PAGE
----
The disappearance of a routine flight from Kuala Lumpur to Beijing with 227 passengers and 12 crew aboard remains shrouded in uncertainty. With wildly differing theories about the loss of the Malaysia Airlines jet, the MH370 mystery is becoming to the early 21st century what the JFK assassination was to the 20th. We look at the key questions – and offer some cautious answers.
Has Malaysia been keeping information secret?
Information has certainly been ineptly managed since the Boeing 777 went missing on 8 March, but I have not seen convincing evidence that it has been deliberately withheld by Malaysia Airlines or the Malaysian government. They have both stressed the need to communicate openly with the relatives of the 239 people on board, but also to verify information before it has been released.
The key accusation that the Malaysians must answer, once the search is completed, is why it failed to act immediately on the key data supplied by Inmarsat about the jet’s last hours? The London-based firm told investigators of the vital information three days after the disappearance of the Beijing-bound flight. But it took a further four days before the futile search in the South China Sea was abandoned, and prolonged the unimaginable anguish of the relatives.
How significant is the lack of a distress signal from the pilots, and of evidence of passengers using their mobile phones?
Very significant. Starting on the flight deck: the order of priorities of any pilot is clear: aviate (ie keep the aircraft flying), navigate (achieve the desired course and altitude), communicate. If the crew were dealing with a complex and unforeseen problem, they would quite properly focus on the issue rather than contacting the ground or other aircraft. But it appears that a number of manoeuvres were performed that would seem to allow enough time for one or other pilot to broadcast a warning.
If passengers became aware of an unusual or sinister development, it is highly likely that at least some of them would switch on their mobile phones – a few of which would be expected to register on networks while briefly flying over the Malayan peninsula. But the Malaysian Communications and Multimedia Commission reports no such contact. It is possible that passengers were unaware of the change in course, or that they were incapacitated, for example by depressurisation of the cabin.
Once the aircraft was some distance from land, any contact with ground stations would be impossible.
Were the pilots involved?
“Probably a suicidal pilot,” says the aviation expert Chris Yates. “I see no other conclusion to draw, other than a vague possibility that a passenger or passengers took control.” There has been much speculation about the backgrounds and states of mind of the captain and first officer. However, many other theories have been put forward. Could something as trivial as a spilt cup of coffee on the flight deck cause an electrical short circuit, which smouldered and produced enough smoke to overcame the pilots before they could broadcast a Mayday? Or could some other event have disabled the communications systems and incapacitated the flight crew?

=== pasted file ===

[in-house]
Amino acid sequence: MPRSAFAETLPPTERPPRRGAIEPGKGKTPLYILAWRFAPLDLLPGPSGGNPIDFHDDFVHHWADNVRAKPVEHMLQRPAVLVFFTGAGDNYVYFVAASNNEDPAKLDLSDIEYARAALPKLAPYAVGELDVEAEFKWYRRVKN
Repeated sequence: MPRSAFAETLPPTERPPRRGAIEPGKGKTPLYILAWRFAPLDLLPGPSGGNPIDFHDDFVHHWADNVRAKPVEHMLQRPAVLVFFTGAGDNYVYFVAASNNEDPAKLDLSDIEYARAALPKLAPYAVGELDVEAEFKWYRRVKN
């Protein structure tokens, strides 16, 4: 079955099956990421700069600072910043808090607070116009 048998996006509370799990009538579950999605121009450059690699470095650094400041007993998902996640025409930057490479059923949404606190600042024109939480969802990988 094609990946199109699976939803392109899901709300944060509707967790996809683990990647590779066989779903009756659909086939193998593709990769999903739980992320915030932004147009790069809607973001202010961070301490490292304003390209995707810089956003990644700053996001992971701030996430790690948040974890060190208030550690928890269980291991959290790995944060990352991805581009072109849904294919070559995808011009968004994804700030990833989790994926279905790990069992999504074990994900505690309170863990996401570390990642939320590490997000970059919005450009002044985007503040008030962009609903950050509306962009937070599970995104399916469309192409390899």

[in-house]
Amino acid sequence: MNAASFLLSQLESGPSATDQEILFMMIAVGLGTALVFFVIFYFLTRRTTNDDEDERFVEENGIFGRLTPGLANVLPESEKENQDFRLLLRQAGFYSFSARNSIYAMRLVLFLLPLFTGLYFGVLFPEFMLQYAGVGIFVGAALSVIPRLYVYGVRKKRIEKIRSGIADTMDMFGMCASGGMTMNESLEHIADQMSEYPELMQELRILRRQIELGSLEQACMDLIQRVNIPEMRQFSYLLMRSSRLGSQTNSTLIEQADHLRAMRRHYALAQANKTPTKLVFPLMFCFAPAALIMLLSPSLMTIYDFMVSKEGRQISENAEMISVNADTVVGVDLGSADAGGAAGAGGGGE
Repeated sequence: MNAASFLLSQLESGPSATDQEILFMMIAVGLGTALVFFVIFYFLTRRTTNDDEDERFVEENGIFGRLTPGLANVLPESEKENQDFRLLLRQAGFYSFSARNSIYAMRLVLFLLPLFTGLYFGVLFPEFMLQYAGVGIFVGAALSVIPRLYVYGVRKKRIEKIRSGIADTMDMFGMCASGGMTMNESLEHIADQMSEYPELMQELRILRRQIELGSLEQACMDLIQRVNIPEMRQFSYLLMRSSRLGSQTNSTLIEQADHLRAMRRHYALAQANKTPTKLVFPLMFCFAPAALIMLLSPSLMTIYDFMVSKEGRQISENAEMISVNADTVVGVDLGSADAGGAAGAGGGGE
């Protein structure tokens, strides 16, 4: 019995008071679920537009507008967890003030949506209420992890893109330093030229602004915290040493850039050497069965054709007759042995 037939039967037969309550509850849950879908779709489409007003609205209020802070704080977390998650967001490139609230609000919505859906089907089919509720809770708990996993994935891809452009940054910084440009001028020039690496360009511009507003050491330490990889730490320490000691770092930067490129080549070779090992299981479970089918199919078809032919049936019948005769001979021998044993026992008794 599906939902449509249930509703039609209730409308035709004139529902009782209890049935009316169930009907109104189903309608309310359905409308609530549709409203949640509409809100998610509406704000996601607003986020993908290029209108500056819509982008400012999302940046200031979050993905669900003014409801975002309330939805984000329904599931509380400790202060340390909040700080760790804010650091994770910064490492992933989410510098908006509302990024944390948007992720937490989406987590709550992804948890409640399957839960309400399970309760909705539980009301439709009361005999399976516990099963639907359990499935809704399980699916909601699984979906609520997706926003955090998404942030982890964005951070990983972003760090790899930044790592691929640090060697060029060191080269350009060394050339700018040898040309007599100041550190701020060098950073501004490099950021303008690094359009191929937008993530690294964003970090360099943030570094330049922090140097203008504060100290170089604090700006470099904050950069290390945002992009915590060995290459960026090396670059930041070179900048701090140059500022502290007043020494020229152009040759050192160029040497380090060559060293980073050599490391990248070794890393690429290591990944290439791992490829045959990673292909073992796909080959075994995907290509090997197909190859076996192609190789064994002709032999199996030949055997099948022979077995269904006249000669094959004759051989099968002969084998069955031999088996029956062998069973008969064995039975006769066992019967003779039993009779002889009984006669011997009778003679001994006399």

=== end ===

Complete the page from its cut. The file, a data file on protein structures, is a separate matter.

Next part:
Has hijacking/terrorism now been discounted?
The suicidal terrorism demonstrated to such deadly effect on 9/11 was aimed at mass murder and targeting iconic structures. Had these been the motives with MH370, then the obvious targets would be the Petronas Towers in Kuala Lumpur - until a decade ago the tallest buildings in the world. Traditional hijacking involves the perpetrator demanding to be flown to a different destination, and does not usually result in the destruction of the aircraft. So unless a macabre new strain of evil has been devised, it is difficult to identify a motive. In addition, no credible claims have been made by any terrorist group for the loss of the jet.
Will they ever give up looking for the aircraft?
Compared with the search for traces of Air France flight 447, which crashed in the Atlantic between Rio and Paris five years ago, looking for MH370 is an order of magnitude more difficult. The distance from the shore is much greater, the sea conditions much heavier and the clues about possible locations much less certain. It is an extraordinarily expensive business. But so much is riding on finding out what happens, that the search is likely to continue indefinitely. The need for some sort of closure for the relatives is clear. But the aviation community is also desperate to learn more – in case there is some previously unidentified issue with the aircraft, and to establish responsibility before the legal process begins.
If they find it, will they raise it?
Search teams will want to recover as much as possible of the debris, to get clues about the aircraft’s final moments – and the sequence of events that led to the loss. They will home in on the flight data recorder, which keeps details of commands from the flight deck, and the cockpit voice recorder. The latter, though, may not yield many clues since it has only a two-hour capacity, and therefore cannot reveal what happened over the Gulf of Thailand.
Has bad news about a crash been given by text message previously?
Not as far as I can tell – but there has never been an event like this. With the unexplained loss of a large passenger jet, we are in uncharted territory – or at least territory that has been uncharted for decades. Thankfully air disasters are so rare that “normal” is difficult to define. But in previous events, relatives have tended to learn the worse from the media, rather than the airline.